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Along with the Rolls of Parliament, the returns of Members of the House of Commons surviving among the records of the royal Chancery in the Public Record Office have long formed part of the staple diet of historians of the pre-modern Parliament. In combination with evidence for disputed elections found in the archives of the royal law courts, they have been much studied by scholars interested in local and national politics, as well as questions of representative theory. In this, the reign of Henry VI, which witnessed much of the statutory regulation of the election process, played a pivotal role. The completion of the History of Parliament’s volumes for King Henry’s reign provided an opportunity to take stock of this material afresh, and to reconsider in what way these records relate to the election process they appear to document.

Dr Hannes Kleineke is editor of the House of Commons 1461-1504 section at the History of Parliament. He is a historian of late medieval England, with a particular interest in political, legal and administrative history. His publications include Edward IV (2009) and The Yorkist Age (2013). He is currently working on a monograph on Parliament under the Yorkist kings.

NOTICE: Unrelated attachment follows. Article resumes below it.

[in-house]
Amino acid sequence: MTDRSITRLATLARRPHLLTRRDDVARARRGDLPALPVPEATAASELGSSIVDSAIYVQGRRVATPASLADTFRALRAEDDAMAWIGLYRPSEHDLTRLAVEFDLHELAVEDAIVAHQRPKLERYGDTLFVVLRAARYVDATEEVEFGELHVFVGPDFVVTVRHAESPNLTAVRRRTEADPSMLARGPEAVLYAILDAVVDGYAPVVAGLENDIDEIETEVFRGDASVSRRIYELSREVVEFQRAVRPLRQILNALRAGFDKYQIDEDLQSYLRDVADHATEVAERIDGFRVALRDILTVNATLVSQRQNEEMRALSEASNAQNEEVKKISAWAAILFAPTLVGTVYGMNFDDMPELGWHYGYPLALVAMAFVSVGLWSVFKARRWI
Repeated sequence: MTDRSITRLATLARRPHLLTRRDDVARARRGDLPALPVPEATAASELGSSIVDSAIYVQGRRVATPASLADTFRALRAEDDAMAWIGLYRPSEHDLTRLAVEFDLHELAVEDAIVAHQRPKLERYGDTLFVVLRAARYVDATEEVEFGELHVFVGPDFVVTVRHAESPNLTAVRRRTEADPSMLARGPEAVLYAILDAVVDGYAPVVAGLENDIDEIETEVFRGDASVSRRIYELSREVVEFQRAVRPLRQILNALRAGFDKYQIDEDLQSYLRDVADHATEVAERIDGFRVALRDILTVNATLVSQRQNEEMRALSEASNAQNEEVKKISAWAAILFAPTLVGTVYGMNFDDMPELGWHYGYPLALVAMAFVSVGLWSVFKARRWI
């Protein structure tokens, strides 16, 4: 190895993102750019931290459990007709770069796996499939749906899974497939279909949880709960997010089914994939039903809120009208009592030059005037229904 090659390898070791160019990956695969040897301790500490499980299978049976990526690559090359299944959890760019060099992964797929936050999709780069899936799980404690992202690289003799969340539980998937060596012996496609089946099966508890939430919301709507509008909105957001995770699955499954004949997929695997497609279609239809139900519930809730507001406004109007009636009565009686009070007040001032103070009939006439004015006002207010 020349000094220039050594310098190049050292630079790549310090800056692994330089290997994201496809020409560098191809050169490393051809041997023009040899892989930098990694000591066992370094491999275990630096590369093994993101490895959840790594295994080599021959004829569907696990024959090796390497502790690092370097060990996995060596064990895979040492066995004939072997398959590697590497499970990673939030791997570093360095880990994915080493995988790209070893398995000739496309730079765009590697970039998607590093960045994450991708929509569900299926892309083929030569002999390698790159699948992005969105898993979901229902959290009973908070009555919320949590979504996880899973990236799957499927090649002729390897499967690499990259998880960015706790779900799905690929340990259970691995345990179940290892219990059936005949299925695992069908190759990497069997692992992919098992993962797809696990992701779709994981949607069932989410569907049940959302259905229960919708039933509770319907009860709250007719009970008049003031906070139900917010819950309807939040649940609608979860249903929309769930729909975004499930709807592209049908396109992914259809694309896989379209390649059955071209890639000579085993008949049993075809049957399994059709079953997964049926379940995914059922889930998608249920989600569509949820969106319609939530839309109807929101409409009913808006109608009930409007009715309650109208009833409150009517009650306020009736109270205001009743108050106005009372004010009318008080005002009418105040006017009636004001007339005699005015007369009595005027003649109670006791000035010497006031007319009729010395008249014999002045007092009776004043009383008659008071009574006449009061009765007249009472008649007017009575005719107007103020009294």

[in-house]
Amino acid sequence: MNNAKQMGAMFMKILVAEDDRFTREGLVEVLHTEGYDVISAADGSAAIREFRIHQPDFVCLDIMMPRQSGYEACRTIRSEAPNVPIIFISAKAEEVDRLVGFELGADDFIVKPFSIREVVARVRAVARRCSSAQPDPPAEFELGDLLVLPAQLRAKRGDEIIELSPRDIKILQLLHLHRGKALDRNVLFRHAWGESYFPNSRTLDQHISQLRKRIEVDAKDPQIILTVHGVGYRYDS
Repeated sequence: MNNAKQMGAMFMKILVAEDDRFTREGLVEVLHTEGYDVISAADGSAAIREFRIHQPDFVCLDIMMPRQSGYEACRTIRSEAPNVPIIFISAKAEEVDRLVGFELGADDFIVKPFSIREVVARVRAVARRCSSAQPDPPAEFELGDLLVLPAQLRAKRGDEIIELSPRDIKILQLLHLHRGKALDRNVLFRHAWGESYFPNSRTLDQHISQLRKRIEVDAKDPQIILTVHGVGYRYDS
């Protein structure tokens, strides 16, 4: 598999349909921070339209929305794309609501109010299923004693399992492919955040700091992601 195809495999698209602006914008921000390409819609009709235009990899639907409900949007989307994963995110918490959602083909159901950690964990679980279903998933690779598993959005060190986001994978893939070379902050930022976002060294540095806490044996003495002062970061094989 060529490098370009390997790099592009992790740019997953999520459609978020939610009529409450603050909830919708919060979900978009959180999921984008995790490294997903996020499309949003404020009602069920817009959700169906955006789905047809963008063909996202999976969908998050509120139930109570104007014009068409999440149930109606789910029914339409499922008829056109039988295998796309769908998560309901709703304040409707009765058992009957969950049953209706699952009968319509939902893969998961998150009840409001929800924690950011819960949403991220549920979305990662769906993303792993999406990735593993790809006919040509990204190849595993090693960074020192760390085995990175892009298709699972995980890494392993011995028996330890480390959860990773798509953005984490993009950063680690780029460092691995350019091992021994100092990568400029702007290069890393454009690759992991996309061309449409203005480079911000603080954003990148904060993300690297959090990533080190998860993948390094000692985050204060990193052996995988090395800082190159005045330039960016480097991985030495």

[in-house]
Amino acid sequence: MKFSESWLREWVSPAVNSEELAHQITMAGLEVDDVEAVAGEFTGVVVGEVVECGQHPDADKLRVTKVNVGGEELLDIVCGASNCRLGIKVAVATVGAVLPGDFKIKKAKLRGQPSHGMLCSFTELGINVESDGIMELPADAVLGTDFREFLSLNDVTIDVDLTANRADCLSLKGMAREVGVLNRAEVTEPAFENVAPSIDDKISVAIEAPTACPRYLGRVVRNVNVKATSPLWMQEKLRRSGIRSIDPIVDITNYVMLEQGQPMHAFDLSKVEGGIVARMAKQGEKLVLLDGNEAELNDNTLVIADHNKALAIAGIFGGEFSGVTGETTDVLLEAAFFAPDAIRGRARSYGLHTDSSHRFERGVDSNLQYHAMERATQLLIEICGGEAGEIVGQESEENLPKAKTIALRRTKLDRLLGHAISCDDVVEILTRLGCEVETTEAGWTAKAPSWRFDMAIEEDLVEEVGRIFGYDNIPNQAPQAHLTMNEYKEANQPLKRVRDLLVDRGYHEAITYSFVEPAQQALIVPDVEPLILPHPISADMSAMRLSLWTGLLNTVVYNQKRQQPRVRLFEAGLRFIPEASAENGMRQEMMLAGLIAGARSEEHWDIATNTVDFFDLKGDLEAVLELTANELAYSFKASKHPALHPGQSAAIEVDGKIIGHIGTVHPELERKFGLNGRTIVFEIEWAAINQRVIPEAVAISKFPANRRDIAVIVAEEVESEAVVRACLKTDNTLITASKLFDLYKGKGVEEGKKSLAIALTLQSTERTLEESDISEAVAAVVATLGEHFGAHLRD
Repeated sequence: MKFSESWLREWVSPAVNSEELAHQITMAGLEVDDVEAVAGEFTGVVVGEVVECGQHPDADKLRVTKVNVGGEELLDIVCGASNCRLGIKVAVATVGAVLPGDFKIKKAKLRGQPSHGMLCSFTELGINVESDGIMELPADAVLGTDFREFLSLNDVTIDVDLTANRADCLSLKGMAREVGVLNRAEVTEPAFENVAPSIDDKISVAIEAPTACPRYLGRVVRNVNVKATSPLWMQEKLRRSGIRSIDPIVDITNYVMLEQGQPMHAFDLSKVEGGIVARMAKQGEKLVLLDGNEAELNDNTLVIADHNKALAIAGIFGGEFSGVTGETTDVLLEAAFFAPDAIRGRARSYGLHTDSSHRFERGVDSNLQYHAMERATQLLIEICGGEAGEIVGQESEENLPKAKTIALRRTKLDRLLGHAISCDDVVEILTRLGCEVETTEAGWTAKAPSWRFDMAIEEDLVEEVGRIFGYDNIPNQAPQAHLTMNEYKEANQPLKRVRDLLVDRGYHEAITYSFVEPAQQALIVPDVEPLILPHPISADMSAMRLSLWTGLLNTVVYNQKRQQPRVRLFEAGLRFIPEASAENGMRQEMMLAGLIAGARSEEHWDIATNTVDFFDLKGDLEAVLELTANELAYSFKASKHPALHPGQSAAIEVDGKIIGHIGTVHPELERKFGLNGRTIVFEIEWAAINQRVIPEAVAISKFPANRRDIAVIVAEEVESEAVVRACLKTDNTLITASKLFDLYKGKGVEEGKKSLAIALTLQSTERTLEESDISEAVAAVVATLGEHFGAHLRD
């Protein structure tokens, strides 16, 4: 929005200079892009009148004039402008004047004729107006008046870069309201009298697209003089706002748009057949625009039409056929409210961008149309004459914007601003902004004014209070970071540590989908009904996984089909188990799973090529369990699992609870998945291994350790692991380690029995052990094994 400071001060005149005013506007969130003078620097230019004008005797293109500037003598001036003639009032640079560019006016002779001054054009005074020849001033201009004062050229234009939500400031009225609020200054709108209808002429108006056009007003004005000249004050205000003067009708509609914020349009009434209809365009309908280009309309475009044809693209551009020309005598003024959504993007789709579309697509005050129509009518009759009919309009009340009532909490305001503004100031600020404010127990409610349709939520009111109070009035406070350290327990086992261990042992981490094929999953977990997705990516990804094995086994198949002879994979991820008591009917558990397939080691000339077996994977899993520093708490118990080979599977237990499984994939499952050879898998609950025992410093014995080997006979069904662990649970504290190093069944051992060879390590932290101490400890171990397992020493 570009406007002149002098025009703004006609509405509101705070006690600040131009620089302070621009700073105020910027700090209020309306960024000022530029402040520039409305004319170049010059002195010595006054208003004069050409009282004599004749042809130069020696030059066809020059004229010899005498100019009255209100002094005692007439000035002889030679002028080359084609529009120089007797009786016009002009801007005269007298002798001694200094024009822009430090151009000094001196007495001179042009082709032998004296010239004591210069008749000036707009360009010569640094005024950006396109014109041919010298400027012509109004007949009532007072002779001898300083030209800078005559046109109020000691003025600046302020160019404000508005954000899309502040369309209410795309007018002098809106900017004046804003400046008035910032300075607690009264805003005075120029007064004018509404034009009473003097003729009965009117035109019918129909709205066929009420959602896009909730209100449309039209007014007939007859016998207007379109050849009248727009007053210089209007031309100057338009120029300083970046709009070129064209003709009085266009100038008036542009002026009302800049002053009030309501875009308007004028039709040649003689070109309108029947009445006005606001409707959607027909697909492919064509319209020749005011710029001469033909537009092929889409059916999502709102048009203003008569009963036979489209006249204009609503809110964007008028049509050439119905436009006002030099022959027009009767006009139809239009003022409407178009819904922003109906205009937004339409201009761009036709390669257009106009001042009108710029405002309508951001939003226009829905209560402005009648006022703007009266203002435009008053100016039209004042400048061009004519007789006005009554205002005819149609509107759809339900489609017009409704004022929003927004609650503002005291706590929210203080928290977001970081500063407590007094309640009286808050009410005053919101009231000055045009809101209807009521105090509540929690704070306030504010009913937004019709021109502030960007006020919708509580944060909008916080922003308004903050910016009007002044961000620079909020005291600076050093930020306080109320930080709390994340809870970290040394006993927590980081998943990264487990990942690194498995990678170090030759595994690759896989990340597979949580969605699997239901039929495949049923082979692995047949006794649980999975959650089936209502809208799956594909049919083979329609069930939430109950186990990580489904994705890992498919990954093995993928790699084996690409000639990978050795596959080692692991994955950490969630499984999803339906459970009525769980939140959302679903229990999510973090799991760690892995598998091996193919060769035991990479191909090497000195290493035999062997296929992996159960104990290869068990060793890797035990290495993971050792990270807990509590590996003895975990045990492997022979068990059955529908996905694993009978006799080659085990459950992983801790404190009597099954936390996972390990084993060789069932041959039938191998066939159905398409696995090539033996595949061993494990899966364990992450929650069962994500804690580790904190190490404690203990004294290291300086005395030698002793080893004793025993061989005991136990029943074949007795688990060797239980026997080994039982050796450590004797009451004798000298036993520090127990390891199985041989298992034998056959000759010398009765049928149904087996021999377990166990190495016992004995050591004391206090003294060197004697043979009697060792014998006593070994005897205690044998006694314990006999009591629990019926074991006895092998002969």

The seminar will take the form of a question and answer session based on a pre-circulated paper. The paper will be available to download here and History of Parliament website two weeks prior to the seminar, and will be sent to everyone who has signed up to this event.

If you have any further questions, or you have not received a copy of the paper ahead of the seminar, please contact the conveners at

We acknowledge that work commitments, caring responsibilities and time zones may make attendance at the seminar difficult. If you find that you can only attend part of the session, please contact the convenors and we will do our best to prioritise your involvement. Likewise, if you find that you are unable to attend you can submit a question to and the convenors will put you in touch with the speaker.